With Google dropping its first Android-based phone, the G1, on the market today, the galaxy’s search giant almost made the online music/mobile music market a bit more interesting by preloading Amazon’s MP3 download store software onto the device. But today’s press reports leave me thinking that this is barely a music-capable mobile phone.
G1 users will be able to start paying to download from Amazon’s six-million-plus song catalog of DRM-free, 256kbps-encoded-songs whenever they’re in range of a WiFi connection. (Apparently, the OTA download dream is still, as yet, unrealized. In my opinion, that’s just as well.) Downloading songs from Amazon to the G1 via a WiFi connection seems pretty straighforward. After that, the user then can synch the songs, via USB cable, back to their primary computer. Not clear if there is some sort of auto-synch capability. Actually hearing the music they buy on the device might be a bit more problematic.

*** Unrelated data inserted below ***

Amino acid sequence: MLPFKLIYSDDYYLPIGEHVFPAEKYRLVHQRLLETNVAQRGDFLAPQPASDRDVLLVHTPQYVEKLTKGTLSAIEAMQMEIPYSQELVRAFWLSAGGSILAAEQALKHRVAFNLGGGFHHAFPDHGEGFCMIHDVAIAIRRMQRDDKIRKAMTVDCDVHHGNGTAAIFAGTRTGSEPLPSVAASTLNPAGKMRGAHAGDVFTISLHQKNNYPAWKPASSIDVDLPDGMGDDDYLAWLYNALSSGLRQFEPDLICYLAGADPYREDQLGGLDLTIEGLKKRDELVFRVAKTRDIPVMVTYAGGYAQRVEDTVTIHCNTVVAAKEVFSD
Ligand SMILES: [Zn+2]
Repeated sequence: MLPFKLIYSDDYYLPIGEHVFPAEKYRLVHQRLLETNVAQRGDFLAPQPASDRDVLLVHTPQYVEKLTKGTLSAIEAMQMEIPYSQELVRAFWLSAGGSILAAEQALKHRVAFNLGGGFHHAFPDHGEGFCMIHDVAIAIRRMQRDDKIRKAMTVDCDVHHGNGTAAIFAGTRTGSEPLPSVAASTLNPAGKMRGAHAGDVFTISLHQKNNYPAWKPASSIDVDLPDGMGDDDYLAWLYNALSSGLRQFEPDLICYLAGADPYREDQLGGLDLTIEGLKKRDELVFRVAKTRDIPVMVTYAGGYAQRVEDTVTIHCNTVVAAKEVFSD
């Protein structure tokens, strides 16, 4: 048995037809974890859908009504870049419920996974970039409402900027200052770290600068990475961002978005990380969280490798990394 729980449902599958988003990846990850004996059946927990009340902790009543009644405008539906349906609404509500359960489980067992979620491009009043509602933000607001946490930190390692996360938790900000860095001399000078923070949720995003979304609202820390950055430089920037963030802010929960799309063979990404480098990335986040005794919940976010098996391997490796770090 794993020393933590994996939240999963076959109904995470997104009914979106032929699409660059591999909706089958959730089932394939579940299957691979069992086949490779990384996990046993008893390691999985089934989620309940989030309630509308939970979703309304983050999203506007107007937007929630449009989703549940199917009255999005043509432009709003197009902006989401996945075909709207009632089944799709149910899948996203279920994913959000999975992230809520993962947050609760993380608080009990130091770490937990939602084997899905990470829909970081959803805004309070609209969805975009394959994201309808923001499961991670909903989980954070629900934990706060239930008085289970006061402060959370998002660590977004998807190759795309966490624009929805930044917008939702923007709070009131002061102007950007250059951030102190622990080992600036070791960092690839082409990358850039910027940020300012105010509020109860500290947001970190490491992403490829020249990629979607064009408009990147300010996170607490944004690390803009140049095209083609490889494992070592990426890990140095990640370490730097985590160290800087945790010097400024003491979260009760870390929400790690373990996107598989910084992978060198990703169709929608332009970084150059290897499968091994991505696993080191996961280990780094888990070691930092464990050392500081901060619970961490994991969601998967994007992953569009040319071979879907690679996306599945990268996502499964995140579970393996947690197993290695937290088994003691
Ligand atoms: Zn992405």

Why? Because there are some odd things about this one. According to this story and thisstory , the device doesn’t have a 3.5mm headphone jack or stereo Bluetooth capabilities. Not to be too picky, but I find a 3.5mm headphone jack kind of important for listening to music acquired from the “cloud.” On a portable device. Another strange decision: apparently the G1 sports a mere 1GB of internal storage. (It reportedly does have an expansion slot.)
As a much anticipated product designed, or at least advertised to be a serious disrupter to the established mobile phone market and touted by the press in the past few months as a serious iPhone competitor, the Android G1 still seems more like a great idea only partially realized.